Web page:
Recovery of the logical gravity field by spherical regularization wavelets approximation and its numerical implementation

Shuler, Harrey Jeong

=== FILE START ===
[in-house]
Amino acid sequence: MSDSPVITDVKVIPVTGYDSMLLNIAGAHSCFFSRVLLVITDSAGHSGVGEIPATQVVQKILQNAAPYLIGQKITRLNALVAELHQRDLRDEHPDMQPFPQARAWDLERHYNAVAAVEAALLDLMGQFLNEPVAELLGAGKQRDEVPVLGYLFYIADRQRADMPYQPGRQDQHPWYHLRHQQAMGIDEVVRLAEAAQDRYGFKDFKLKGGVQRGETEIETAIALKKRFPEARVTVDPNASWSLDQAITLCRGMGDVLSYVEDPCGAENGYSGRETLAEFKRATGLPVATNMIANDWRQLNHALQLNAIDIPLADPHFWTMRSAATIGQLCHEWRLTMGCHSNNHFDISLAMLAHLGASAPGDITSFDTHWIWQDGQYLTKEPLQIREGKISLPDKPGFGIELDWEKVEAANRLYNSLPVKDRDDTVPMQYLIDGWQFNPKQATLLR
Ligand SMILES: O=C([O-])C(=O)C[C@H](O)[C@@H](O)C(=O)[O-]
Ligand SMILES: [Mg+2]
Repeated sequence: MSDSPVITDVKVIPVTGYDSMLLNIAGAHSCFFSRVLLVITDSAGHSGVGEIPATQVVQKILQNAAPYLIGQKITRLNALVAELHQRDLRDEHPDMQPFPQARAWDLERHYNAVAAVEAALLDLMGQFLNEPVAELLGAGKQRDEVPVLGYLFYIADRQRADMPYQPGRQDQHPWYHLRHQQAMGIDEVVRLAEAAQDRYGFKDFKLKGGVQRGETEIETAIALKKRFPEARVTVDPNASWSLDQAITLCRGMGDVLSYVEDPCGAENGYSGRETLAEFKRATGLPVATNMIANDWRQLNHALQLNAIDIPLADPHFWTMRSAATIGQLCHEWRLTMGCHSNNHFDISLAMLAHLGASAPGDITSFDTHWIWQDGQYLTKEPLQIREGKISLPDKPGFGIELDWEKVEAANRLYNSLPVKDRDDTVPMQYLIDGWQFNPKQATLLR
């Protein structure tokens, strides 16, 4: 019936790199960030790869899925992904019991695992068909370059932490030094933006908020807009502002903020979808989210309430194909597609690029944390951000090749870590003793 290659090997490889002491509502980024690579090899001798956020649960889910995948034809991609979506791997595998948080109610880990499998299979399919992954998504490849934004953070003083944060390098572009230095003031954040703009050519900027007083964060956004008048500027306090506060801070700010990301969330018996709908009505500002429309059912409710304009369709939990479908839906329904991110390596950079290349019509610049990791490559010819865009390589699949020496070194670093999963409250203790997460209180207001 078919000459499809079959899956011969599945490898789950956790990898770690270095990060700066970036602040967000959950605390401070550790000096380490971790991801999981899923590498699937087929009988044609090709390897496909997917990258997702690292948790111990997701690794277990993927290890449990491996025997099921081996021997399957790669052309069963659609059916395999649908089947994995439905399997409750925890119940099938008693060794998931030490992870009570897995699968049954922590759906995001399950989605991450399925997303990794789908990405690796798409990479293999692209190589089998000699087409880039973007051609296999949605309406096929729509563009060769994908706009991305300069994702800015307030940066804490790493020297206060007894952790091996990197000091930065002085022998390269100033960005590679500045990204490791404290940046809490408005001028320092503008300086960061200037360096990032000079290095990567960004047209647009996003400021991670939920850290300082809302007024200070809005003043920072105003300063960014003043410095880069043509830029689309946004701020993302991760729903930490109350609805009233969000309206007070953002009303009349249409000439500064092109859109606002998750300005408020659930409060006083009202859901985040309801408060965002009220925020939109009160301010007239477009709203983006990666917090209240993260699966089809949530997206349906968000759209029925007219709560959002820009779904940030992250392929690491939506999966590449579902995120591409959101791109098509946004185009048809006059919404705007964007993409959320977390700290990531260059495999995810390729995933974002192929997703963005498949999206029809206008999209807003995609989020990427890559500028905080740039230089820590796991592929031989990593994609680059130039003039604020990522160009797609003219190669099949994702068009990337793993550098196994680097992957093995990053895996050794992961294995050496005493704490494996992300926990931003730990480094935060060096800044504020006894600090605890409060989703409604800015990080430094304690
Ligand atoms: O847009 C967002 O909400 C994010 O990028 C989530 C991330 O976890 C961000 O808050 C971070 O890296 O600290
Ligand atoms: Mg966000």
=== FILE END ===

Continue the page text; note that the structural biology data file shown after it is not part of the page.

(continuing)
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As an alternative to spherical harmonics in modeling the gravity field of the Earth, we built a multiresolution gravity model by employing spherical regularization wavelets in solving the inverse problem, i.e. downward propagation of the gravity signal to the Earth.s surface. Scale discrete Tikhonov spherical regularization scaling function and wavelet packets were used to decompose and reconstruct the signal. We recovered the local gravity anomaly using only localized gravity measurements at the observing satellite.s altitude of 300 km. When the upward continued gravity anomaly to the satellite altitude with a resolution 0.5° was used as simulated measurement inputs, our model could recover the local surface gravity anomaly at a spatial resolution of 1° with an RMS error between 1 and 10 mGal, depending on the topography of the gravity field. Our study of the effect of varying the data volume and altering the maximum degree of Legendre polynomials on the accuracy of the recovered gravity solution suggests that the short wavelength signals and the regions with high magnitude gravity gradients respond more strongly to such changes. When tested with simulated SGG measurements, i.e. the second order radial derivative of the gravity anomaly, at an altitude of 300 km with a 0.7° spatial resolution as input data, our model could obtain the gravity anomaly with an RMS error of 1 ~ 7 mGal at a surface resolution of 0.7° (< 80 km). The study of the impact of measurement noise on the recovered gravity anomaly implies that the solutions from SGG measurements are less susceptible to measurement errors than those recovered from the upward continued gravity anomaly, indicating that the SGG type mission such as GOCE would be an ideal choice for implementing our model. Our simulation results demonstrate the model.s potential in determining the local gravity field at a finer scale than could be achieved through spherical harmonics, i.e. less than 100 km, with excellent performance in edge detection.